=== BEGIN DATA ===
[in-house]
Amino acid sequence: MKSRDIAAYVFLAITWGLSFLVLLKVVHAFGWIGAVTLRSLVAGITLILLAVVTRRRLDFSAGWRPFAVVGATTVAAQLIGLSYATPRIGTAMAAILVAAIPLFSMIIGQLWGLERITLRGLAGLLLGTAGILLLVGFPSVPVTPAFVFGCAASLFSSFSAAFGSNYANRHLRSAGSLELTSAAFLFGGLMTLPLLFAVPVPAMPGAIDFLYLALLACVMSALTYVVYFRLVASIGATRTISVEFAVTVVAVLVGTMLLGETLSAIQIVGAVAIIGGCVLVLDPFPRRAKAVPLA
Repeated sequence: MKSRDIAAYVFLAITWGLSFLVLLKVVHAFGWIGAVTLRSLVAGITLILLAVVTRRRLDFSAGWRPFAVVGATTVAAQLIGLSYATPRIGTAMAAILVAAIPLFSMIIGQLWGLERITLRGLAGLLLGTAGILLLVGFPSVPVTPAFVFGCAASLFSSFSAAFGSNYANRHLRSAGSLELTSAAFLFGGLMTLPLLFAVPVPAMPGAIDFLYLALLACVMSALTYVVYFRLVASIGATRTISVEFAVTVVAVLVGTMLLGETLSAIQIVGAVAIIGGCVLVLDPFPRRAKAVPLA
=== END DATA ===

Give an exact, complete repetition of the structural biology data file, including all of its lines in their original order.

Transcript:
[in-house]
Amino acid sequence: MKSRDIAAYVFLAITWGLSFLVLLKVVHAFGWIGAVTLRSLVAGITLILLAVVTRRRLDFSAGWRPFAVVGATTVAAQLIGLSYATPRIGTAMAAILVAAIPLFSMIIGQLWGLERITLRGLAGLLLGTAGILLLVGFPSVPVTPAFVFGCAASLFSSFSAAFGSNYANRHLRSAGSLELTSAAFLFGGLMTLPLLFAVPVPAMPGAIDFLYLALLACVMSALTYVVYFRLVASIGATRTISVEFAVTVVAVLVGTMLLGETLSAIQIVGAVAIIGGCVLVLDPFPRRAKAVPLA
Repeated sequence: MKSRDIAAYVFLAITWGLSFLVLLKVVHAFGWIGAVTLRSLVAGITLILLAVVTRRRLDFSAGWRPFAVVGATTVAAQLIGLSYATPRIGTAMAAILVAAIPLFSMIIGQLWGLERITLRGLAGLLLGTAGILLLVGFPSVPVTPAFVFGCAASLFSSFSAAFGSNYANRHLRSAGSLELTSAAFLFGGLMTLPLLFAVPVPAMPGAIDFLYLALLACVMSALTYVVYFRLVASIGATRTISVEFAVTVVAVLVGTMLLGETLSAIQIVGAVAIIGGCVLVLDPFPRRAKAVPLA